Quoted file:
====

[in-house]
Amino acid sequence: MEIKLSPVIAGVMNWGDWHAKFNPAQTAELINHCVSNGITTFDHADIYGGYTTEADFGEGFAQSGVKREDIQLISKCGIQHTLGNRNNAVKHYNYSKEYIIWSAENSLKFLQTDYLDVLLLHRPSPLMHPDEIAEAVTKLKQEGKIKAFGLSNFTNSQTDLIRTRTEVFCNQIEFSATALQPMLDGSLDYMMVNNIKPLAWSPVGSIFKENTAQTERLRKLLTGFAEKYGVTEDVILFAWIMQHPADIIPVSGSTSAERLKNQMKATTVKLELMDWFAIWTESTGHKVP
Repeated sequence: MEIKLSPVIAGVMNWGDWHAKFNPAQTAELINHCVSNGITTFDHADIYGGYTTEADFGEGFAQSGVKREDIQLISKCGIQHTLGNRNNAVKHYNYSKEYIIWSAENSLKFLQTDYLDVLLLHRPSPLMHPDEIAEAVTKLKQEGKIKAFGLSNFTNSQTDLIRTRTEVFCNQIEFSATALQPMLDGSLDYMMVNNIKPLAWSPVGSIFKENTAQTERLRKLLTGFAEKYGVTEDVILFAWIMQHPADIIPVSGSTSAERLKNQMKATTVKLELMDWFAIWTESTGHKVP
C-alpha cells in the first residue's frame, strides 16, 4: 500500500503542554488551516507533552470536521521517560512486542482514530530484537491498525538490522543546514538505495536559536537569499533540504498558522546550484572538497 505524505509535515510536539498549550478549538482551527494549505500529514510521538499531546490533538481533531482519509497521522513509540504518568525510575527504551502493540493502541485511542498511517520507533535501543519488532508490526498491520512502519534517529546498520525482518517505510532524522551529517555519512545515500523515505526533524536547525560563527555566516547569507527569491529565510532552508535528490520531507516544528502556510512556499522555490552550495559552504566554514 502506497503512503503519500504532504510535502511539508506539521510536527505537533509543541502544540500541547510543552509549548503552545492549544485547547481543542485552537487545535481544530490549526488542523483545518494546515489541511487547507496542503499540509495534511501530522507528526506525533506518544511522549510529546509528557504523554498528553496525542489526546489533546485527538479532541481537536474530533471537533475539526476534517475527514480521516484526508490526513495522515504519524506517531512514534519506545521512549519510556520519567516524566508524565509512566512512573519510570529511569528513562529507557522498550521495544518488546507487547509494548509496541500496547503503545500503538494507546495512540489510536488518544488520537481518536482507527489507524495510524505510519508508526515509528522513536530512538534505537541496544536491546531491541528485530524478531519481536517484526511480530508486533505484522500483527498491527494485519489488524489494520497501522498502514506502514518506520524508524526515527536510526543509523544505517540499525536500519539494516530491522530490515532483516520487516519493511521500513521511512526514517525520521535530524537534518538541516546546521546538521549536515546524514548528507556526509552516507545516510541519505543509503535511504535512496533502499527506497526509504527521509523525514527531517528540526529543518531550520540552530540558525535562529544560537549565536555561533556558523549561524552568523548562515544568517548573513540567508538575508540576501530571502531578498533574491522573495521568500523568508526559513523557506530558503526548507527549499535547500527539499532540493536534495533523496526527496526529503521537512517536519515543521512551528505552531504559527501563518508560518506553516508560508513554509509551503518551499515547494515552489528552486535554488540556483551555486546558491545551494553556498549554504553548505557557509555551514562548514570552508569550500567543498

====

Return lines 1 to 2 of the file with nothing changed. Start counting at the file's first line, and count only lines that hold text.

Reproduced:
[in-house]
Amino acid sequence: MEIKLSPVIAGVMNWGDWHAKFNPAQTAELINHCVSNGITTFDHADIYGGYTTEADFGEGFAQSGVKREDIQLISKCGIQHTLGNRNNAVKHYNYSKEYIIWSAENSLKFLQTDYLDVLLLHRPSPLMHPDEIAEAVTKLKQEGKIKAFGLSNFTNSQTDLIRTRTEVFCNQIEFSATALQPMLDGSLDYMMVNNIKPLAWSPVGSIFKENTAQTERLRKLLTGFAEKYGVTEDVILFAWIMQHPADIIPVSGSTSAERLKNQMKATTVKLELMDWFAIWTESTGHKVP